The purpose of this paper is to explain the path that the Irish health system has taken towards achieving good clinical governance, exploring the historical influences on its’ development, some of the major initiatives that have been implemented and the obstacles that have been encountered.
The paper draws on the author's experience researching and teaching in health systems and healthcare management.
The paper offers some explanations for why earlier attempts failed to change the system as well as why recent attempts have met with more success. Greater efforts need to be made to progress clinical governance in the primary care services. In addition it is argued that there is a need to institute systems that enable learning form errors, to involve the public and patient groups and to invest in research that enables answers to the how and why questions that are so often neglected in the reform process.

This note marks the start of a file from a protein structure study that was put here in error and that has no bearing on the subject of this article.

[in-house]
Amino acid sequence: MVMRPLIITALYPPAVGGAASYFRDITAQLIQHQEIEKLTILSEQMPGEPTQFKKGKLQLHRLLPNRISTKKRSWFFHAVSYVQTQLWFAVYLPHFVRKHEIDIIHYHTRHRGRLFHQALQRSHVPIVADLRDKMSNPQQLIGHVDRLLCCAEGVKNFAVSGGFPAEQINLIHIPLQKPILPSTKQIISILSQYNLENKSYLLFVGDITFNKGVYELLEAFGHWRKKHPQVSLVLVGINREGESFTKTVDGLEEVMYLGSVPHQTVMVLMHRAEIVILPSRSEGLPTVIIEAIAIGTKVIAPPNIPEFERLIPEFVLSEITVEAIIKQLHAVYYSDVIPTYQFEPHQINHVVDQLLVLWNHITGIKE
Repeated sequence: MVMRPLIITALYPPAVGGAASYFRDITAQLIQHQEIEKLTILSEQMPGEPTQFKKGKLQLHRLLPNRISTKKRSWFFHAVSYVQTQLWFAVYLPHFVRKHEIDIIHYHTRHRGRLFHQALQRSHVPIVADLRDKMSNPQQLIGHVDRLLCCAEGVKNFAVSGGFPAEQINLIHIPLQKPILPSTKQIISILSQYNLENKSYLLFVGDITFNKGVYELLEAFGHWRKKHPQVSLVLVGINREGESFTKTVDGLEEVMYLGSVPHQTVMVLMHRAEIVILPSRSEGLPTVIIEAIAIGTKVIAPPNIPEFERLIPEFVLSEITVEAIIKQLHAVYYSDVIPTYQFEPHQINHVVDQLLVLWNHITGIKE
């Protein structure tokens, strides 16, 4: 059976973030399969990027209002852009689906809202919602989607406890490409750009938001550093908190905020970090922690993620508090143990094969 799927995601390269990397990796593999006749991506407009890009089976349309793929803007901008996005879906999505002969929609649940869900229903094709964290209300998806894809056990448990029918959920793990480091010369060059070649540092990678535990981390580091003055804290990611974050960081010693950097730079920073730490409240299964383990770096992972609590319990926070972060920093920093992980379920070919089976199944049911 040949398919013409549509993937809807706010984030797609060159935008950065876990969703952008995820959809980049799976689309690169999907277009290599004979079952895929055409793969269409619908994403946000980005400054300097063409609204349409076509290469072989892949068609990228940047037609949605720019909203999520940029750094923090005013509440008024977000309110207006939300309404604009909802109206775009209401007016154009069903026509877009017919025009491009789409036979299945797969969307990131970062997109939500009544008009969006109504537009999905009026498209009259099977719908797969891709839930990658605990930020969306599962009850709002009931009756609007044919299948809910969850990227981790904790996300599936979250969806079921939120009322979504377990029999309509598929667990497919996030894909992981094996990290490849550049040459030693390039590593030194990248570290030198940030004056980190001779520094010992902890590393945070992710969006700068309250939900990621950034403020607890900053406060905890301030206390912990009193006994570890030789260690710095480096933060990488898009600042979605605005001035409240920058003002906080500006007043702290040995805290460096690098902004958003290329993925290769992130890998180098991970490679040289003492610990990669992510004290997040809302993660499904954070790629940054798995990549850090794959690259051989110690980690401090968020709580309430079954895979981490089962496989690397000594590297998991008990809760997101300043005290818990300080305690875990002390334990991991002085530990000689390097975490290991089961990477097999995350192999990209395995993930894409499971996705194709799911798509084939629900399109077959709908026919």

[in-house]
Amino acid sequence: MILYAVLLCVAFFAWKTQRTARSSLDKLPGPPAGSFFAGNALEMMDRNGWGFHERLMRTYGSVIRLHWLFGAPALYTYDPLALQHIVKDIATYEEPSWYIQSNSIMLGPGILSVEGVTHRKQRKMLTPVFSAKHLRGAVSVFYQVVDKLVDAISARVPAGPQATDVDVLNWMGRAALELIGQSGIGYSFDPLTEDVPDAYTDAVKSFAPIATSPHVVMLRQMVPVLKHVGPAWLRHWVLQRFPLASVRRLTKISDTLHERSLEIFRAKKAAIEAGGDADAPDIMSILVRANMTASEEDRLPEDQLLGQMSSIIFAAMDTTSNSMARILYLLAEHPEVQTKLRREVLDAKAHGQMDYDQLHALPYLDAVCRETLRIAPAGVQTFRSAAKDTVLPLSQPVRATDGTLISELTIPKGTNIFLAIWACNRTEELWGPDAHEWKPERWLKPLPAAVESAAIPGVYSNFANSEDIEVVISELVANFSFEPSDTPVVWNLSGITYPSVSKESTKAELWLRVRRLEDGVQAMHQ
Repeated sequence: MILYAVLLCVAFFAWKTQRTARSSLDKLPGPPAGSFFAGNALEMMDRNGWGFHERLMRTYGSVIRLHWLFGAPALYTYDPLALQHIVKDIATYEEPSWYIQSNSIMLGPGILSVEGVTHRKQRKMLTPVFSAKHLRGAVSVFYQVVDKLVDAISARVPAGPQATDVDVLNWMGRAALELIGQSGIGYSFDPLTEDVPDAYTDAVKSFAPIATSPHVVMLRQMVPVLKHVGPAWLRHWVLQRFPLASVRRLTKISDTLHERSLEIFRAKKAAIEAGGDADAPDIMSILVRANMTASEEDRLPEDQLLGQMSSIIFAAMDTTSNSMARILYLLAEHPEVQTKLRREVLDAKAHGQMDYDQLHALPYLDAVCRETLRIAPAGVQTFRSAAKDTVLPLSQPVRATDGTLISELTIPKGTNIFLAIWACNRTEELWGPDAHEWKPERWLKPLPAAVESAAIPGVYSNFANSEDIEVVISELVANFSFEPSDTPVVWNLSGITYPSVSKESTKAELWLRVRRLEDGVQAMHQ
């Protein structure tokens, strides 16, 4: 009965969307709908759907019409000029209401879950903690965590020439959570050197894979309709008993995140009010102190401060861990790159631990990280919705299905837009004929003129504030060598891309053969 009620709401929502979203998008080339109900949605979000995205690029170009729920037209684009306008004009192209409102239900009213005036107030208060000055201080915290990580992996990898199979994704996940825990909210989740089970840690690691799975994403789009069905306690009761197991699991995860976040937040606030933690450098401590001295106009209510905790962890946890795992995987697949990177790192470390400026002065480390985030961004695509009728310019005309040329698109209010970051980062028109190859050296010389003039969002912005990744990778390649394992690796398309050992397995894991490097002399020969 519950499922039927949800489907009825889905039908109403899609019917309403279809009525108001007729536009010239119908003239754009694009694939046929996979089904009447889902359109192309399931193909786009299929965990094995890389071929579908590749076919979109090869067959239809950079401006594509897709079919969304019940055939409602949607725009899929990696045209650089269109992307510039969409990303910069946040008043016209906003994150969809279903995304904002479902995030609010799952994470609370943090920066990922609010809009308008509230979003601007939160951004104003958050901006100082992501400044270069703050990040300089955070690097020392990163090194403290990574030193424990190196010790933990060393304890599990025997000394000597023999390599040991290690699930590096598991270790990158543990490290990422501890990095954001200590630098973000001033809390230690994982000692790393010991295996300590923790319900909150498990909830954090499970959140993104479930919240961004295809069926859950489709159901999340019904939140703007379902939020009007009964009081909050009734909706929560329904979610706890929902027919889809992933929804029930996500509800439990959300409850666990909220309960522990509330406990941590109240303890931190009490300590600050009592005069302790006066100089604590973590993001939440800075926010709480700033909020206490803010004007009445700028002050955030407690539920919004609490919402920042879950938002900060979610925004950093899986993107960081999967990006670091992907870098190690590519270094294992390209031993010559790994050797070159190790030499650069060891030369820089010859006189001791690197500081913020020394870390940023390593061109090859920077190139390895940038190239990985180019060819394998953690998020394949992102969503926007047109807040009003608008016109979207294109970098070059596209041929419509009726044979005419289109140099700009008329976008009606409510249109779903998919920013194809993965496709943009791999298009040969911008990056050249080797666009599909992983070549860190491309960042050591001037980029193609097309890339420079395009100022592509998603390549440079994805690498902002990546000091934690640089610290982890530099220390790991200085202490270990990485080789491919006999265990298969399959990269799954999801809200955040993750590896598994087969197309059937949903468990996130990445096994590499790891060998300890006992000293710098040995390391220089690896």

The paper discusses clinical governance in the Irish Health system and identifies some of the challenges yet to be addressed, many of which are common to clinical governance efforts in other jurisdictions.
McAuliffe, E. (2014), "Clinical governance in the Irish health system – a review of progress", Clinical Governance: An International Journal, Vol. 19 No. 4, pp. 296-313. https://doi.org/10.1108/CGIJ-09-2014-0029Download as .RIS
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